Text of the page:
We find out if 3D TV works and what's available right now
We last examined the phenomenon of 3D films and TV last year. At that point the new crop of 3D films had begun to appear, while 3D TV sets seemed a long way off.
The 3D films have now come and gone, and the first 3D television sets are on sale. Even television channels are trumpeting all the programmes they’re going to be showing in 3D. But has anything really changed and is the world ready for 3D TV?
How does it work?
The 3D image produced on a TV or cinema screen is obviously not three-dimensional in the way an object in front of us is. Instead, the screen uses technology to trick our eyes and brain into thinking there is a three-dimensional image.
The last time cinema and TV companies tried to introduce 3D it was with coloured glasses (usually with one lens red and one lens blue) that not only looked silly, but distorted the colours that appeared on screen.
Newer 3D technology uses polarised glasses, which look a little like normal sunglasses, with darkened lenses. If you have watched a recent 3D film in the cinema you will have been issued with a pair of ‘passive’ polarised glasses which are lightweight and cheap.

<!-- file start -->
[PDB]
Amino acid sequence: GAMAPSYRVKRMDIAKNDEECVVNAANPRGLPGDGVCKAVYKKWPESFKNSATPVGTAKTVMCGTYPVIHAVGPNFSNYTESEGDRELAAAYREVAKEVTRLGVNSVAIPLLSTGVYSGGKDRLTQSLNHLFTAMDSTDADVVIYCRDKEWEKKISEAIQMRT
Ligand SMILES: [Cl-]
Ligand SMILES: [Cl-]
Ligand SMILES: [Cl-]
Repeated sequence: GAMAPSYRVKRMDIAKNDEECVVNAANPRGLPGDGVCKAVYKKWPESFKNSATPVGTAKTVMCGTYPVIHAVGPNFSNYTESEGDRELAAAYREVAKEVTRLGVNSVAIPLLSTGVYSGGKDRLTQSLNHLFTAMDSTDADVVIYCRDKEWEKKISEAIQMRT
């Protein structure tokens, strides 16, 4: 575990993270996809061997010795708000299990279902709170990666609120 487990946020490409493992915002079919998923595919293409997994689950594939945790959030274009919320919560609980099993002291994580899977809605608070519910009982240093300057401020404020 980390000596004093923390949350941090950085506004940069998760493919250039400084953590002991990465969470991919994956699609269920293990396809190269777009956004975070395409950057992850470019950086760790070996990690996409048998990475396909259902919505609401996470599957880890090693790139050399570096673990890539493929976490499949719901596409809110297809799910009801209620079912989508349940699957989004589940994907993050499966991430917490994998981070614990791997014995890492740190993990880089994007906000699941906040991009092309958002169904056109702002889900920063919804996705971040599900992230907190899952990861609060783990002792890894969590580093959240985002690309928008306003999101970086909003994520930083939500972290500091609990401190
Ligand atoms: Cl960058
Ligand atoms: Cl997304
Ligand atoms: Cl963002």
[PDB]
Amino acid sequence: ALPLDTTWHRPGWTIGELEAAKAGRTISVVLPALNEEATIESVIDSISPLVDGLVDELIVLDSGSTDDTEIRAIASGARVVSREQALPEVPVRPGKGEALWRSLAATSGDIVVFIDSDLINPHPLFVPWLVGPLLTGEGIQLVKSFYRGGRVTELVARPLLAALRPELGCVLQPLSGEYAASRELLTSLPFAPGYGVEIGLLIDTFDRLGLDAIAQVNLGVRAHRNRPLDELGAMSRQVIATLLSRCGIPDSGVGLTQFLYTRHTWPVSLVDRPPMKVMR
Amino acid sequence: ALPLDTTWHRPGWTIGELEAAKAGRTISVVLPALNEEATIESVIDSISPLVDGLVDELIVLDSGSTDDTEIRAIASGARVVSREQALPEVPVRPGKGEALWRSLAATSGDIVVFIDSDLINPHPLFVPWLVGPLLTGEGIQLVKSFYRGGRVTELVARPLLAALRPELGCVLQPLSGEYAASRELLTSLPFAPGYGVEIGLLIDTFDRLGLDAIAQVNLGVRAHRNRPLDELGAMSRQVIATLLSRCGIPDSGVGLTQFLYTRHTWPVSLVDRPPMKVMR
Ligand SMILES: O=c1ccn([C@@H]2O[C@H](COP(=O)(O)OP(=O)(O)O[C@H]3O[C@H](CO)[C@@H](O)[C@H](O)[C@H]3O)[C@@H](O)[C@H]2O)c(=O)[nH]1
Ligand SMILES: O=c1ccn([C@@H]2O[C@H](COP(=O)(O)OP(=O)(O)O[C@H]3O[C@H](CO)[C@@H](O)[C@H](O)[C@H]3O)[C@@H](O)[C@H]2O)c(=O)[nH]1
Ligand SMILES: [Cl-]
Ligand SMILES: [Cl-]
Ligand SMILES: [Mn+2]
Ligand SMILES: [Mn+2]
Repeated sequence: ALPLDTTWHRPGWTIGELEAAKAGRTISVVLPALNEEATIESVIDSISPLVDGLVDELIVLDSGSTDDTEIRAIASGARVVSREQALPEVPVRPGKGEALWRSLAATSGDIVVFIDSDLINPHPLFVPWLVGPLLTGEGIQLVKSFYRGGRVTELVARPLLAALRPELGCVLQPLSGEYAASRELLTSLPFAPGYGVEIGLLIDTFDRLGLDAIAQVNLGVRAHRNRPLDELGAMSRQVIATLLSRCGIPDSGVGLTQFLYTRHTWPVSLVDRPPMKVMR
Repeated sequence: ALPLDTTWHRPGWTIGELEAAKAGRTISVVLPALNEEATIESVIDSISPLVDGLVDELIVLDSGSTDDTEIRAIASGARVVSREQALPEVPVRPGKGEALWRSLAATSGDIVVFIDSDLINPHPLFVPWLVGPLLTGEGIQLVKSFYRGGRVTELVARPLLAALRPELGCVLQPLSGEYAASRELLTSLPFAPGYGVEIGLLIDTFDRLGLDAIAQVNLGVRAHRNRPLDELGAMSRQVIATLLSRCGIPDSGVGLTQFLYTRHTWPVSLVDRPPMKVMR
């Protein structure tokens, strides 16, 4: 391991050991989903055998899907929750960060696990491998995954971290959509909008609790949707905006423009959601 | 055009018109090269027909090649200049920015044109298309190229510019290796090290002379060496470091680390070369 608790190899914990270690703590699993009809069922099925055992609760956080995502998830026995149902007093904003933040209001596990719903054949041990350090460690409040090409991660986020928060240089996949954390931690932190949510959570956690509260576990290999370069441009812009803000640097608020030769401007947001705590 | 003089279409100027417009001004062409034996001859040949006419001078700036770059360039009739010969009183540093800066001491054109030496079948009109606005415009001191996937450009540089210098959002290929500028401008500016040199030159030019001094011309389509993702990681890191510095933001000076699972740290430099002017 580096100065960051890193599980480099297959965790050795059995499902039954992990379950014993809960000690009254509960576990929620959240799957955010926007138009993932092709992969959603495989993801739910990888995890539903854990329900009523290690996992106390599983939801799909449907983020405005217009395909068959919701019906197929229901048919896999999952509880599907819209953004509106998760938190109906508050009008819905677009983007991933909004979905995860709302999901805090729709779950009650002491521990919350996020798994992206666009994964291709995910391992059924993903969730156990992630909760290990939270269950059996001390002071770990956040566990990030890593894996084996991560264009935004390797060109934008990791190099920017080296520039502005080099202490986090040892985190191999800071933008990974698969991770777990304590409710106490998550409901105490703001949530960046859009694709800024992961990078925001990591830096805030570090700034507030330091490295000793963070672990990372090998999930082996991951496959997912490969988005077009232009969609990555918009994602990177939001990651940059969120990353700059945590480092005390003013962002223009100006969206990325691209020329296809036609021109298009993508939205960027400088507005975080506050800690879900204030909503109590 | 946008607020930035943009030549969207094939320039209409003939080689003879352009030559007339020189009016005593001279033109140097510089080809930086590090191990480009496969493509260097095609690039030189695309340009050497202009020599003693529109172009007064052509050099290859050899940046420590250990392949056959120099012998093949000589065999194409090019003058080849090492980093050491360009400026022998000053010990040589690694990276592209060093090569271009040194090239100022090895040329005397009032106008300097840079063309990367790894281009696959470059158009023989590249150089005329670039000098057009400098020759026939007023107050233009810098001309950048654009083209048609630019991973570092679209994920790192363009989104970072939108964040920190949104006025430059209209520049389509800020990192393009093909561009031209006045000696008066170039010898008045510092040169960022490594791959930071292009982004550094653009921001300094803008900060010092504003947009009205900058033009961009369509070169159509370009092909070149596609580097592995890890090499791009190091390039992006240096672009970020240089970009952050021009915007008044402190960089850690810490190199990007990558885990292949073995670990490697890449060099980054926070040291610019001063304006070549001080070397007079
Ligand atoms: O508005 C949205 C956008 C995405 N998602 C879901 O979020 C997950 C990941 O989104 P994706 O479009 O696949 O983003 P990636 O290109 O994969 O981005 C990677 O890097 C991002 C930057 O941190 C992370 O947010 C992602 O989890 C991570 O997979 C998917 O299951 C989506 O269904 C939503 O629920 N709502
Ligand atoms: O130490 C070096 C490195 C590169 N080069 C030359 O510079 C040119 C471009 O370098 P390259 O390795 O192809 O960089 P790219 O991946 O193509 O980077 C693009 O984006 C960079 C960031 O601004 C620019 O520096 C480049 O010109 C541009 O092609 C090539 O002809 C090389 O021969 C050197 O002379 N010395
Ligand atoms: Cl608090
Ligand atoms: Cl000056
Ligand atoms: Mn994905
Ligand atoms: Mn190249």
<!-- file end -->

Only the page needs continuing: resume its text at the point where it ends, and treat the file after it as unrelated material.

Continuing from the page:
Televisions designed to produce 3D at home instead use ‘active shutter’ glasses that are heavier and more expensive. The screen sends a signal to the glasses which indicates to them how they show the 3D image to the wearer’s eyes.
For more information, see Computeractive's feature on how 3D TV and movies work.
The last time we looked at the technology there wasn’t really any home equipment available that would produce 3D images, and the new wave of 3D films hadn’t hit the big time. But late last year James Cameron’s Avatar was released. It was the first film designed to be shot using 3D cameras and was a box-office success, although critical reception was more muted.
Other films followed, either shot in 3D or in a conventional two-dimensional format and then converted to 3D afterwards. Converted films invariably don’t look as good as those shot for 3D in the first place.
Computer and console games have also started to appear in 3D. If your PC has an Nvidia graphics card you can add the Nvidia 3D Vision kit to watch in 3D (though you will still need a suitable TV or projector too). Sony has also made 3D available as a downloadable upgrade to its Playstation 3 console.
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